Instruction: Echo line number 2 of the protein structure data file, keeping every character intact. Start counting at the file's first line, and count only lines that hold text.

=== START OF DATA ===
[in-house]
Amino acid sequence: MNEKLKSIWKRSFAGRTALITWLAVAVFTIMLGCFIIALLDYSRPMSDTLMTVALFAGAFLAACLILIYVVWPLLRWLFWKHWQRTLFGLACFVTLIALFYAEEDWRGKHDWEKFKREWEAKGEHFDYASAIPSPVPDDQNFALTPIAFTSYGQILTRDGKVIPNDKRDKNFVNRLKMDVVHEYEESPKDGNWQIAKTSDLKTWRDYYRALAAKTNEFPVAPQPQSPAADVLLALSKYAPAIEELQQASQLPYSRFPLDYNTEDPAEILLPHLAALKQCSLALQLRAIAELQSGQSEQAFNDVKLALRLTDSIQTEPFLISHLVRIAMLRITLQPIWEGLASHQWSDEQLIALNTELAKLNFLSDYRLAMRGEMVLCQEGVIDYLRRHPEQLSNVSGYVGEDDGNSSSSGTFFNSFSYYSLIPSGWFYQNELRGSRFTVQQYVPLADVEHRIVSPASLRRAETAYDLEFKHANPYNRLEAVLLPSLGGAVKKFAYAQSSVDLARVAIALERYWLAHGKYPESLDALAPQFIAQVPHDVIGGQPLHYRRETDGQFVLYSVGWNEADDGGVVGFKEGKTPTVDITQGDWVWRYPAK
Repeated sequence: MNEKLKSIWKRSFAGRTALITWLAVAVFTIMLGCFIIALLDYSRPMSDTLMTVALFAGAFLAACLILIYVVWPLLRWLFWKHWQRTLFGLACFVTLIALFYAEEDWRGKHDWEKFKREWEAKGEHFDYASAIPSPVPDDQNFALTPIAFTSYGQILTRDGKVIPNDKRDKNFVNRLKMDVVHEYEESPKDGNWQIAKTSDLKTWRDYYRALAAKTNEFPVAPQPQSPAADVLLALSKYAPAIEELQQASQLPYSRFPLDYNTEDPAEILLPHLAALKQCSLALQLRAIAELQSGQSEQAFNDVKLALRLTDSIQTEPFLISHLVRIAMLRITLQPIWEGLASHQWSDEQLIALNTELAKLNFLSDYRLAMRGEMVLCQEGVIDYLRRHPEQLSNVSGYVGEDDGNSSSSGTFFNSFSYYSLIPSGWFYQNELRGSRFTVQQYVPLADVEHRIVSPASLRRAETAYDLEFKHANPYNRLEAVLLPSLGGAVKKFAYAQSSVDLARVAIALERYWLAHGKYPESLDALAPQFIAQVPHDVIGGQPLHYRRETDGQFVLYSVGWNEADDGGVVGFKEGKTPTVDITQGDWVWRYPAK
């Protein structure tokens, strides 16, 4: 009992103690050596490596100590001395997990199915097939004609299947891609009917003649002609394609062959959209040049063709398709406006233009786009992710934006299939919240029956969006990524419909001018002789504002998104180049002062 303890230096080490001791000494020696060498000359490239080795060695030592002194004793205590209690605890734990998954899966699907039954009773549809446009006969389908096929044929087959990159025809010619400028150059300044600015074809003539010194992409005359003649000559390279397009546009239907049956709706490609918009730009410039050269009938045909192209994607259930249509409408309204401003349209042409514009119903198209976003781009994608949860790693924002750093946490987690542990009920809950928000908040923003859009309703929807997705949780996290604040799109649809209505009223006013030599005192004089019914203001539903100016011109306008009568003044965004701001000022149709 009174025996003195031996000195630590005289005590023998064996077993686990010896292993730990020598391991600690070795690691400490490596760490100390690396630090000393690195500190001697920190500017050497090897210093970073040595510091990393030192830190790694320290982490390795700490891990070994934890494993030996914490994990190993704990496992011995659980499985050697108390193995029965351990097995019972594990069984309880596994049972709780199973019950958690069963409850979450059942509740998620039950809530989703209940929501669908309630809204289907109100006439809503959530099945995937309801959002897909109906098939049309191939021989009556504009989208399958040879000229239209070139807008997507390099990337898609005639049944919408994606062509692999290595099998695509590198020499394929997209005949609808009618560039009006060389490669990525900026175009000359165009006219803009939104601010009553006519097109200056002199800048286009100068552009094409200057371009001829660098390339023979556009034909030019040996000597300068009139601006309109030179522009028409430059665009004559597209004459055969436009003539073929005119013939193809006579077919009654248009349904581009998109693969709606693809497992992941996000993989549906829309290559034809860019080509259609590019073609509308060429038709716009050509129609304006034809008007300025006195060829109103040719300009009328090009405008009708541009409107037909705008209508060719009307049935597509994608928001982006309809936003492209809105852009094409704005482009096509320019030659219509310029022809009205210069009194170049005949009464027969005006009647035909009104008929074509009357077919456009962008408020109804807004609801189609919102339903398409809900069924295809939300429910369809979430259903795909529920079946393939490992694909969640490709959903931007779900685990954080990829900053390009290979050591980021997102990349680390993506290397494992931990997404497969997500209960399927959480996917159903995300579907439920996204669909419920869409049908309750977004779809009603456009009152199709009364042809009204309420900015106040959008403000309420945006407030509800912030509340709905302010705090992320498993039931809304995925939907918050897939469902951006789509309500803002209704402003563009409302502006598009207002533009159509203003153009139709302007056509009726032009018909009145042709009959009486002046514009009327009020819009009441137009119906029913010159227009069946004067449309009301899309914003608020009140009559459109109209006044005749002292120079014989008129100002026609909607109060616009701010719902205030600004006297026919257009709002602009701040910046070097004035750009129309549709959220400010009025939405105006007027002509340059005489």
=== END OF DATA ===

Amino acid sequence: MNEKLKSIWKRSFAGRTALITWLAVAVFTIMLGCFIIALLDYSRPMSDTLMTVALFAGAFLAACLILIYVVWPLLRWLFWKHWQRTLFGLACFVTLIALFYAEEDWRGKHDWEKFKREWEAKGEHFDYASAIPSPVPDDQNFALTPIAFTSYGQILTRDGKVIPNDKRDKNFVNRLKMDVVHEYEESPKDGNWQIAKTSDLKTWRDYYRALAAKTNEFPVAPQPQSPAADVLLALSKYAPAIEELQQASQLPYSRFPLDYNTEDPAEILLPHLAALKQCSLALQLRAIAELQSGQSEQAFNDVKLALRLTDSIQTEPFLISHLVRIAMLRITLQPIWEGLASHQWSDEQLIALNTELAKLNFLSDYRLAMRGEMVLCQEGVIDYLRRHPEQLSNVSGYVGEDDGNSSSSGTFFNSFSYYSLIPSGWFYQNELRGSRFTVQQYVPLADVEHRIVSPASLRRAETAYDLEFKHANPYNRLEAVLLPSLGGAVKKFAYAQSSVDLARVAIALERYWLAHGKYPESLDALAPQFIAQVPHDVIGGQPLHYRRETDGQFVLYSVGWNEADDGGVVGFKEGKTPTVDITQGDWVWRYPAK